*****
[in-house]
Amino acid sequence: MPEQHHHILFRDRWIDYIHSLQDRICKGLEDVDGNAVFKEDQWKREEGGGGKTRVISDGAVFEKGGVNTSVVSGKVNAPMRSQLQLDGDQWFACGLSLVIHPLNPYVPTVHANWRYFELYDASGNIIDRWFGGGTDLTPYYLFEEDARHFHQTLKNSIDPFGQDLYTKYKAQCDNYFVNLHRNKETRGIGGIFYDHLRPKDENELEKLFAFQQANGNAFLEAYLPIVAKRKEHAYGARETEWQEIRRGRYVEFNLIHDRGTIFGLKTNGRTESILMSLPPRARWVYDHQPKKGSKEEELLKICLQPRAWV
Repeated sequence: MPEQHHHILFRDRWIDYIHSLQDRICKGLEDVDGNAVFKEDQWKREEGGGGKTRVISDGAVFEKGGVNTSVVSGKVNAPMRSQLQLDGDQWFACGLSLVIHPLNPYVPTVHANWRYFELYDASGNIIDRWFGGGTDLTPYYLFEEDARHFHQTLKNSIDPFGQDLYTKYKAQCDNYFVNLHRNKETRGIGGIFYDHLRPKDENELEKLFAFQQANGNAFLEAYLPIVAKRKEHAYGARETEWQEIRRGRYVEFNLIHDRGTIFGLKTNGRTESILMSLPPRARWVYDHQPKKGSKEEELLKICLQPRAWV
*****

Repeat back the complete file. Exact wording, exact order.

[in-house]
Amino acid sequence: MPEQHHHILFRDRWIDYIHSLQDRICKGLEDVDGNAVFKEDQWKREEGGGGKTRVISDGAVFEKGGVNTSVVSGKVNAPMRSQLQLDGDQWFACGLSLVIHPLNPYVPTVHANWRYFELYDASGNIIDRWFGGGTDLTPYYLFEEDARHFHQTLKNSIDPFGQDLYTKYKAQCDNYFVNLHRNKETRGIGGIFYDHLRPKDENELEKLFAFQQANGNAFLEAYLPIVAKRKEHAYGARETEWQEIRRGRYVEFNLIHDRGTIFGLKTNGRTESILMSLPPRARWVYDHQPKKGSKEEELLKICLQPRAWV
Repeated sequence: MPEQHHHILFRDRWIDYIHSLQDRICKGLEDVDGNAVFKEDQWKREEGGGGKTRVISDGAVFEKGGVNTSVVSGKVNAPMRSQLQLDGDQWFACGLSLVIHPLNPYVPTVHANWRYFELYDASGNIIDRWFGGGTDLTPYYLFEEDARHFHQTLKNSIDPFGQDLYTKYKAQCDNYFVNLHRNKETRGIGGIFYDHLRPKDENELEKLFAFQQANGNAFLEAYLPIVAKRKEHAYGARETEWQEIRRGRYVEFNLIHDRGTIFGLKTNGRTESILMSLPPRARWVYDHQPKKGSKEEELLKICLQPRAWV